Eight municipalities in Broward County are holding elections Tuesday, March 10, that will affect about 230,000 registered voters.
Residents in Miramar and Plantation will cast their ballots for mayor, as well as for open commission seats. Voters in Fort Lauderdale, Davie, Deerfield Beach, Coconut Creek, Lighthouse Point and Hillsboro Beach, will select all commissioners or council members today.
The Broward County Supervisor of Elections Office announced Thursday night that it is posting notices throughout early voting and Election Day polling locations to remind voters to thoroughly analyze each form.
The ballots will have selections on both the front and back of the forms.
Several state and municipal offices are listed throughout the ballot.
No long lines and quiet polling places are what most South Florida voters can expect so far during the primary election on Tuesday.
For most Democratic voters, the highlight of this election is getting to choose who will run against Republican Gov. Rick Scott in November: Charlie Crist or Nan Rich. But there are local races on the ballot, and some voters are finding it’s wise to go into the voting booth with a plan.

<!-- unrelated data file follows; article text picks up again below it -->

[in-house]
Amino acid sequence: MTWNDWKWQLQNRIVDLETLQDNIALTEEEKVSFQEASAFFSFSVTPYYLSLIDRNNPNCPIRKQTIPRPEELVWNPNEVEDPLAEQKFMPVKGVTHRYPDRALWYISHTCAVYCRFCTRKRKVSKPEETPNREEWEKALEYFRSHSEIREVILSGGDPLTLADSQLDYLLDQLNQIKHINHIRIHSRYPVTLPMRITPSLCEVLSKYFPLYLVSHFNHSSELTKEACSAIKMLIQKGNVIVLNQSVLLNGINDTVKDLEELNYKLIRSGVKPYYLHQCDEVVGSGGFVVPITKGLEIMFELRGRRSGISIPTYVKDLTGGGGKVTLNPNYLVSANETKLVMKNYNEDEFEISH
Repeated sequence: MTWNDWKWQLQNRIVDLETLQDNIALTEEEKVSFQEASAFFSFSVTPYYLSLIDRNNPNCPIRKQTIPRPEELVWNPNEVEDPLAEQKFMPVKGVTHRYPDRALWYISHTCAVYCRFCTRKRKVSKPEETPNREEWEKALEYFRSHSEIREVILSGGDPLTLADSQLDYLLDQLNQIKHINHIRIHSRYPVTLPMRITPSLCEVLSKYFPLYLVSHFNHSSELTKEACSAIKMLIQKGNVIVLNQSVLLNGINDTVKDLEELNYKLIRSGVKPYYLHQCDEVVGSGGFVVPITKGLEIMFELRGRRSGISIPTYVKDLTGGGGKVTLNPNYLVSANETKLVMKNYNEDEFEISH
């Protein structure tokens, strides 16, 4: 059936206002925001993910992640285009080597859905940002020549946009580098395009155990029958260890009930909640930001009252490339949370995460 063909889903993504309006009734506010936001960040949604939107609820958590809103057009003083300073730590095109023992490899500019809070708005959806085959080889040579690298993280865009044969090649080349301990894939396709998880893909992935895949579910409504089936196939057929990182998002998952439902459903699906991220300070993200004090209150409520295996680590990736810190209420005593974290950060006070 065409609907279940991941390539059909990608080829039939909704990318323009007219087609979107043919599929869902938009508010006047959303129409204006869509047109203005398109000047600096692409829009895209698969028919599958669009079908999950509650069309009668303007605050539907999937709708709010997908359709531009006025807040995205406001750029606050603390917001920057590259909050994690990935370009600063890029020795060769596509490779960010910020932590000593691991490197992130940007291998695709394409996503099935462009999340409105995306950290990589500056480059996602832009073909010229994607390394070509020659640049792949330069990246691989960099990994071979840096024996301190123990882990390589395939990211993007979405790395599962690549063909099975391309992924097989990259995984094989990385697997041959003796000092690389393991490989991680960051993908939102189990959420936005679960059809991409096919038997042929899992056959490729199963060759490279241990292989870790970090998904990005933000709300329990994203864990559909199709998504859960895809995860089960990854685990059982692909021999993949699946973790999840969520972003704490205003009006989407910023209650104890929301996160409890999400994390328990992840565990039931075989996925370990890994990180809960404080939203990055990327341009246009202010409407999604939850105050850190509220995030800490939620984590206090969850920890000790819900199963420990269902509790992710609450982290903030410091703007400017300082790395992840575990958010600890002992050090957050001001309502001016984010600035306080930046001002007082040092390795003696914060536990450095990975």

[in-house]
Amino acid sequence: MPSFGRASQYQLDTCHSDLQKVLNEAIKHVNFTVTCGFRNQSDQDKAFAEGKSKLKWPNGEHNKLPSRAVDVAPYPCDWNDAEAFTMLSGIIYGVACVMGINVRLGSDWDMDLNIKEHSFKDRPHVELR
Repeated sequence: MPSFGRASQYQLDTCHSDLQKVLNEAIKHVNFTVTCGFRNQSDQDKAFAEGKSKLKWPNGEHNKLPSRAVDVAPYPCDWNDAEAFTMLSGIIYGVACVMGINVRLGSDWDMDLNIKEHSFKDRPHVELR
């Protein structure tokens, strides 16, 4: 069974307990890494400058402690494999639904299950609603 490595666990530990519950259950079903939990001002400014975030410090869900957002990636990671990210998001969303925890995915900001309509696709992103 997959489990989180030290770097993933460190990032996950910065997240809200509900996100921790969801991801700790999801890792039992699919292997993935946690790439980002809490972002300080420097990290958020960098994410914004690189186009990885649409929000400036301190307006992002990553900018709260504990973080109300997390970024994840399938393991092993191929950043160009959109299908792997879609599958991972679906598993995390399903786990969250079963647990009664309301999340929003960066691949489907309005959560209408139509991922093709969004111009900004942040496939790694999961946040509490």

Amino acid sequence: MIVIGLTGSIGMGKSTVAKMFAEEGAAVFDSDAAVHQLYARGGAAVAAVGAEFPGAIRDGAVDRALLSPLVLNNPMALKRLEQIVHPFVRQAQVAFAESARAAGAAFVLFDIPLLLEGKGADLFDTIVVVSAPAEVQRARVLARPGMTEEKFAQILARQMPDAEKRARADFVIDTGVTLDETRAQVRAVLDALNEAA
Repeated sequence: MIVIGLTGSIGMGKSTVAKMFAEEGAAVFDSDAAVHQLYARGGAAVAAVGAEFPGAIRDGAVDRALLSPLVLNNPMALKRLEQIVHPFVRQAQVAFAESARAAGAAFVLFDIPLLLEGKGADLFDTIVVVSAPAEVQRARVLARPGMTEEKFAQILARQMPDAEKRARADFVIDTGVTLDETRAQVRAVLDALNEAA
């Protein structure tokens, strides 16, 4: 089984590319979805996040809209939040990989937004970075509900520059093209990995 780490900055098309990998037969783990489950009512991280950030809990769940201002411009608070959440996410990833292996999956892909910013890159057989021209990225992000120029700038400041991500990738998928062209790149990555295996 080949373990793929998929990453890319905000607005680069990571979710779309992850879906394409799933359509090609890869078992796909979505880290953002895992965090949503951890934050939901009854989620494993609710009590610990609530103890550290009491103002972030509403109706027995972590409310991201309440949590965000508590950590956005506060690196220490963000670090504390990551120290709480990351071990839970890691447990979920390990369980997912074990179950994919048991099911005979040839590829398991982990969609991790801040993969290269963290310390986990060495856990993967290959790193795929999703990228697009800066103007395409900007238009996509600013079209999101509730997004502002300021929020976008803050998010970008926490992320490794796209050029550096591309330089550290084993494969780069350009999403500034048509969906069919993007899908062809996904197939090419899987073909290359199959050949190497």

A Leon County judge upheld a second draft of the state's congressional districts in a decision issued Friday, but shelved the new map until after the November elections.
The decision marked a major victory for legislative Republicans, who approved the new plan this month after Lewis ruled that their first draft violated the Florida Constitution's ban on political gerrymandering. The GOP had also pushed for the earlier version of the districts, approved in 2012, to remain in place through this year's elections.
With little more than a year remaining before voters head to the polls in November 2014, candidates face something of a new world: Beginning Friday, they can rake in even more money from contributors to their campaigns.
Some of the biggest changes in a sweeping campaign-finance bill, approved last spring by the Legislature, take effect on Friday.
In a rare display of contrition coming to a Florida city near you, Gov. Rick Scott’s administration is acknowledging what civil rights groups and local elections officials had already been saying: Last year’s attempted purge of noncitizens from voter rolls was fundamentally flawed.
“I accept responsibility for the effort,” Scott’s secretary of state, Ken Detzner, told the Herald/Times. “It could have been better. It should have been better.”